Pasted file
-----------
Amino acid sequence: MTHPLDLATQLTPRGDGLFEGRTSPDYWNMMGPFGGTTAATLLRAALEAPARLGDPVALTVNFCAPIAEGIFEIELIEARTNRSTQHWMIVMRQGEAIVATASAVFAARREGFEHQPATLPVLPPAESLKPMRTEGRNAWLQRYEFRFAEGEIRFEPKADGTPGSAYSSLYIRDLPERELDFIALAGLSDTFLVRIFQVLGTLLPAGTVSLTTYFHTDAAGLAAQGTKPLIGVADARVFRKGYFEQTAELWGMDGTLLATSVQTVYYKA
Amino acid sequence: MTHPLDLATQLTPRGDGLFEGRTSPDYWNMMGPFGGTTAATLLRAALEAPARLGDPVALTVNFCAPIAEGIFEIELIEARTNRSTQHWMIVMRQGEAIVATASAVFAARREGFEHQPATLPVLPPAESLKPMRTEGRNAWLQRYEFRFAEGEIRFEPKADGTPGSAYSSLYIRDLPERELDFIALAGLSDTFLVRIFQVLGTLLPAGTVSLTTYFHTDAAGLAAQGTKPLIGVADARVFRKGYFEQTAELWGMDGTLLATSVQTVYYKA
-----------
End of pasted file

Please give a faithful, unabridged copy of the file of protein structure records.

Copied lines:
Amino acid sequence: MTHPLDLATQLTPRGDGLFEGRTSPDYWNMMGPFGGTTAATLLRAALEAPARLGDPVALTVNFCAPIAEGIFEIELIEARTNRSTQHWMIVMRQGEAIVATASAVFAARREGFEHQPATLPVLPPAESLKPMRTEGRNAWLQRYEFRFAEGEIRFEPKADGTPGSAYSSLYIRDLPERELDFIALAGLSDTFLVRIFQVLGTLLPAGTVSLTTYFHTDAAGLAAQGTKPLIGVADARVFRKGYFEQTAELWGMDGTLLATSVQTVYYKA
Amino acid sequence: MTHPLDLATQLTPRGDGLFEGRTSPDYWNMMGPFGGTTAATLLRAALEAPARLGDPVALTVNFCAPIAEGIFEIELIEARTNRSTQHWMIVMRQGEAIVATASAVFAARREGFEHQPATLPVLPPAESLKPMRTEGRNAWLQRYEFRFAEGEIRFEPKADGTPGSAYSSLYIRDLPERELDFIALAGLSDTFLVRIFQVLGTLLPAGTVSLTTYFHTDAAGLAAQGTKPLIGVADARVFRKGYFEQTAELWGMDGTLLATSVQTVYYKA